MATTHEWS: Life after losing a loved one

A family photo from a Southport trip the Matthews family took in 2016.

Three months ago, I lost my dad, Jack Matthews, after his near-11-year battle with kidney disease. 

Not having a close family member pass away since I was a child, I was not really prepared for what life would be like after the loss of a loved one, especially a parent. As I noted before, even though you know your parents will not be around forever, a tiny part of you holds out hope that they will defy the odds and live beyond the century mark because the thought of being without the people who most shaped your life is unbearable. 

I was in the middle of preparing to put my house on the market when my dad’s health took a turn for the worst back in April. When that happened, I dropped everything and went to stay with mom while dad went to a physical rehab facility to try and get his strength back after a fall he suffered. 

He never got well enough to come home. In fact, just a few days before we lost him, the facility had told us they didn’t think he’d be able to walk again. 

The first two weeks after dad’s passing, I was numb and mostly went through the motions. I did my best to keep it together for mom because considering the grief she was feeling I didn’t want her to worry about me. 

After that, we sprung into “get it done” mode, as there were some things to get settled in the aftermath of the loss of my dad, as most people who have been through losing a loved one will understand. It was overwhelming, and mom had a hard time keeping track of it all. So I stepped in to help, right around the same time I got back to a normal-ish work schedule. 

It was a lot to handle, but doing all of that kept my mind (for the most part) off of the fact that dad was no longer around to talk to, to watch football games with, and to visit Southport with.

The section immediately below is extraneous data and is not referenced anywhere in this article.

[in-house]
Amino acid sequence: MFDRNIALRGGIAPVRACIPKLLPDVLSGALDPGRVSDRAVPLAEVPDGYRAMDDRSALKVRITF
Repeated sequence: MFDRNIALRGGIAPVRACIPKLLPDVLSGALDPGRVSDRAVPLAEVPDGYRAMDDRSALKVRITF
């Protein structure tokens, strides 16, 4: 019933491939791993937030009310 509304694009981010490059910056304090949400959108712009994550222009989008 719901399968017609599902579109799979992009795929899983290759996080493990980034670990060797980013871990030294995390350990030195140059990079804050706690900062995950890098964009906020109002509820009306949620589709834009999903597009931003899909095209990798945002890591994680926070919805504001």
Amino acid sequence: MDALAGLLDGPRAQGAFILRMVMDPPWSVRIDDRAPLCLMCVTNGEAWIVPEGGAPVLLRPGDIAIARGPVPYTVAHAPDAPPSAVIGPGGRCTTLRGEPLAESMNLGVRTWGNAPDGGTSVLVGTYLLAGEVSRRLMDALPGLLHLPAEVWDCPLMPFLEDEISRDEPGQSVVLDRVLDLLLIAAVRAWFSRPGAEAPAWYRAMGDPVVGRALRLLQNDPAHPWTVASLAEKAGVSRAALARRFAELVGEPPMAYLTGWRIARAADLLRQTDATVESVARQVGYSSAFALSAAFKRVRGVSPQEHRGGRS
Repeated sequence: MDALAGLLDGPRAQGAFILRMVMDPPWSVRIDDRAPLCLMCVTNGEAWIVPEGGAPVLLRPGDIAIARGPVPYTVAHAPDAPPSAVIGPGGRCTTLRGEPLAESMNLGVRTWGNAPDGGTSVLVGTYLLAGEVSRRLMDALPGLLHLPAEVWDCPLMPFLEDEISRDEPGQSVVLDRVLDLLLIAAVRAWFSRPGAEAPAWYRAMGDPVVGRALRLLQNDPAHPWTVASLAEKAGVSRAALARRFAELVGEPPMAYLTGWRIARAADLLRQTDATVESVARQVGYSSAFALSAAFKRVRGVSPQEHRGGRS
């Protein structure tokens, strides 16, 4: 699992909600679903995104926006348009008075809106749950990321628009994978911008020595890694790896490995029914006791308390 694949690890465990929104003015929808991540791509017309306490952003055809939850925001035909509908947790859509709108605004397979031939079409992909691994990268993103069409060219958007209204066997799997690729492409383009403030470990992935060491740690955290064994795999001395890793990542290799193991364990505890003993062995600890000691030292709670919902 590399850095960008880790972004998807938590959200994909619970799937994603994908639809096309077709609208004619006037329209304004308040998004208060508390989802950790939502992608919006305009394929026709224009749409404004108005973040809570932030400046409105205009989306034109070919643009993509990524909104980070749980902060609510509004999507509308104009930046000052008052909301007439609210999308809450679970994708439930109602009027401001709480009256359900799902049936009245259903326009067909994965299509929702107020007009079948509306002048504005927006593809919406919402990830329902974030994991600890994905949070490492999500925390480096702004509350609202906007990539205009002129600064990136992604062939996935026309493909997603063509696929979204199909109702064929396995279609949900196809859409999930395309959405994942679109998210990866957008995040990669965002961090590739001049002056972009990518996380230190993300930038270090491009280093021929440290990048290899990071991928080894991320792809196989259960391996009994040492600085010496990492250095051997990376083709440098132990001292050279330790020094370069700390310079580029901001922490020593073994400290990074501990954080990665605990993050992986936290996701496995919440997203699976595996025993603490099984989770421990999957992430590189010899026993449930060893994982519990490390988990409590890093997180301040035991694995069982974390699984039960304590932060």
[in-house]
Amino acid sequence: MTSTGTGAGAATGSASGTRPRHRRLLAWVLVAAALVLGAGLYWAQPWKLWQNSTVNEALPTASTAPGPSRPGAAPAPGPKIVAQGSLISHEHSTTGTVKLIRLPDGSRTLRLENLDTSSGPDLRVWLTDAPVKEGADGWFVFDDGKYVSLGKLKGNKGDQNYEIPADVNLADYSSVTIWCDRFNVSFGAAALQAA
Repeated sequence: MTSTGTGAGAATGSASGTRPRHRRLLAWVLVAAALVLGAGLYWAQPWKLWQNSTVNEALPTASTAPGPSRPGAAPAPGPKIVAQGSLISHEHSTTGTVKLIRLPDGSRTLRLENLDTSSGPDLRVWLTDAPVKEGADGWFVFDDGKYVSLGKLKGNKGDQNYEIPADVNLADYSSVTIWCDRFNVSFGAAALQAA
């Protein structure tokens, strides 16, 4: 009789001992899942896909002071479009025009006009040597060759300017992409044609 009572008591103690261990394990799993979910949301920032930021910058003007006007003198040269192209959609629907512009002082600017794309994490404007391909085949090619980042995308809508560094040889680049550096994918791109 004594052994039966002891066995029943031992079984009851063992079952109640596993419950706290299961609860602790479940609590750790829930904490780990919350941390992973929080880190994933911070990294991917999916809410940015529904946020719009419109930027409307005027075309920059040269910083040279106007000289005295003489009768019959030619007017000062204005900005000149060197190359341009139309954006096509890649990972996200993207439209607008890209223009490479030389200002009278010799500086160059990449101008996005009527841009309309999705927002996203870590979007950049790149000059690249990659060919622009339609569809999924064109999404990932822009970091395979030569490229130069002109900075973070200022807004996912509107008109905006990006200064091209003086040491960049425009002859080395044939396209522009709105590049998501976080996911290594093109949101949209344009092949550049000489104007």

In addition to that, I got back to getting my house ready to sell — and helping mom go through dad’s things so we could donate them. Though the latter was tough, we both soldiered through. At this point, about 90% of the things he had in the house have been donated, with the remaining items being picked up last week. 

After those things were picked up, I had a “daddy moment,” something I had not had much of once the first two weeks had gone by. That final pick-up of his things, including the books he loved to read and the CDs he loved to listen to, hit me hard and made me remember that dad is well and truly gone. 

Mom and I have struggled with some degree of guilt for letting go of his things, but I’ve reminded her we are not trying to move on from remembering dad; we’re just letting go of things that cause us the most heartbreak. 

The goal now is to forge ahead and make new, happy memories. Instead of dwelling too much on what we’ve lost, we now look back at what we had with my dad and thank God that He gave us so long with him. 

We know the holidays will be tough, but we also know dad wouldn’t want us to be in a perpetual state of sadness. So we’re moving forward with those thoughts in mind. I’m pleased to report that mom and I have been having more good days than bad in recent weeks. 

We still miss you like crazy dad, but — as it should be — time is healing the wounds we suffered from your loss. Love you. 

North Carolina native Stacey Matthews has also written under the pseudonym Sister Toldjah and is a media analyst and regular contributor to RedState and Legal Insurrection.